It’s hard to pick a star player of the night—this 11-piece band is loaded with firepower. But each musician brings a distinct personality to the mix, as is best evinced by the different saxophone soloists. Zenon was the most flamboyant, blazing through notes as if playing several solos at once. Bill McHenry was the most deliberate, intent on playing the right notes with the right inflections, rather than all of them. And Chris Cheek, I thought, had the most soul, allowing some guttural blues into a music geared toward massive but buoyant effervescence. Klein’s monastic drone of a voice—more concerned with dusky emotional evocation than perfect pitch—had a plainness that offset the impeccable music with a fragile and somehow trustworthy human presence.

Bill McHenry

This showed through again on an encore that included the first movement of a Ginastera piano sonata that the group had only recently begun to rehearse. While Klein got to show more virtuosity on the piano than elsewhere, it has to be said that it sounded rough around the edges. And that was fine, because we were made to understand that the piece was raw and in-process, and felt privileged to hear it. Even when Klein Y Los Guachos are playing far from home, for the first time ever in a new city, they aren’t content to mine the sure shots from their deep book—every show is a chance to push the music forward. That came through strongly at Duke, where I think most of us were ready to follow Klein, the self-effacing shepherd,  wherever he wanted to go.

{ 3 comments… read them below or add one }

Pablo Aslan May 2, 2011 at 9:07 pm

““Before 2000,” The Checkout’s Eric Benson asserts, “few Argentine musicians saw jazz, tango, and folkloric music in the same continuum.”

Not really. This may be true for a certain younger generation, but ever since Gato Barbieri’s time, all though the 70′s and beyond, it’s been a preocupation of many Argentine musicians, myself included. Particularly the folkloric rhythms, like the chacarera (which is in 6/8, not 9/8). Perhaps the jazzification of tango is much newer, but that is not what Guillermo does anyway.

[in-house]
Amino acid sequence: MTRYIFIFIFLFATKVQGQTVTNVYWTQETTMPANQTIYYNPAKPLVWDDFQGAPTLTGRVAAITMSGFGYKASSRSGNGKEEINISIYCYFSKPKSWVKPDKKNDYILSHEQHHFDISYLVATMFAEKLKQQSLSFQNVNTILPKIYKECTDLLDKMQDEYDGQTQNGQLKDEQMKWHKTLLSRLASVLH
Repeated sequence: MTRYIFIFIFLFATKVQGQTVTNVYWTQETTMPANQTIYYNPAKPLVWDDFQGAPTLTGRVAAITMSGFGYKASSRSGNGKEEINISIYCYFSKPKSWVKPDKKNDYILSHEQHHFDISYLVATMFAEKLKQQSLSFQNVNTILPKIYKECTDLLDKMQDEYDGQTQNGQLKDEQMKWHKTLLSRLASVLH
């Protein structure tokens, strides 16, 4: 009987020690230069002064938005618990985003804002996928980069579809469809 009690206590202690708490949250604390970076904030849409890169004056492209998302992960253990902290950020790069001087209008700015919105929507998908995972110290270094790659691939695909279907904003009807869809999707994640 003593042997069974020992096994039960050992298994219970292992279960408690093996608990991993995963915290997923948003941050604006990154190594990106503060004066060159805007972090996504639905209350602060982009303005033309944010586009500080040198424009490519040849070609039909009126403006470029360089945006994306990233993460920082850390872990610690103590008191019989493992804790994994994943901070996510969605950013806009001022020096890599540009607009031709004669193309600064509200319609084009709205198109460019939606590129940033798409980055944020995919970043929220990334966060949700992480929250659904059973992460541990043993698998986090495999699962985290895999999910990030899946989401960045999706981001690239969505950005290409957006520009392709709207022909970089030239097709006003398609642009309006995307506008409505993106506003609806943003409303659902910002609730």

I think what you mean to say, is that it had not been done as hip-ly, as modern, as fresh, as Guillermo does it, and that his boundless creativity has spawned a number of imitators and followers (Richard Nant’s band Los Argentos is quite good bout obviously derivative – hey, not everyone can be a true original)

Pablo

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Eric Benson May 4, 2011 at 4:56 pm

Honored to be mentioned on this blog, and I’m thrilled Pablo Aslan has commented. Given Pablo’s remark, I want to clarify my comment about Argentine jazz before 2000. The idea I was getting at—and hopefully one that comes out more fully in the radio documentary itself—is that the “jazz argentino” scene didn’t exist in the same way it does now. People like Richard Nant and Pipi Piazzolla emphasized to me that there were always great Argentine jazz soloists—original musicians as much preoccupied with the chacarera as Charlie Parker—but that they were far more isolated, especially in Buenos Aires. Before the late 90s/early aughts, Buenos Aires didn’t have many bands like Argentos and Escalandrúm and Base de Nave, and to the extent that there were bands like that, they didn’t have the same following that they now enjoy. Escalandrúm even underwent a fundamental change in its sound in 2002, moving from a more Caribbean-derived approach to one that was resolutely Argentine. They weren’t alone.

Guillermo didn’t invent the idea that jazz could be driven by folkloric rhythms, but I think he and his generation took it to a new level of sophistication and popularity within their country.

Eric

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Brian Howe May 4, 2011 at 5:22 pm

Thanks for this Eric–what you describe here is how I read your comments in the first place, and I do apologize if my post appeared to mischaracterize them or flatten out the nuances. I appreciate Mr. Aslan’s invaluable inside perspective as well. Good to see some conversation around this terrific group of musicians.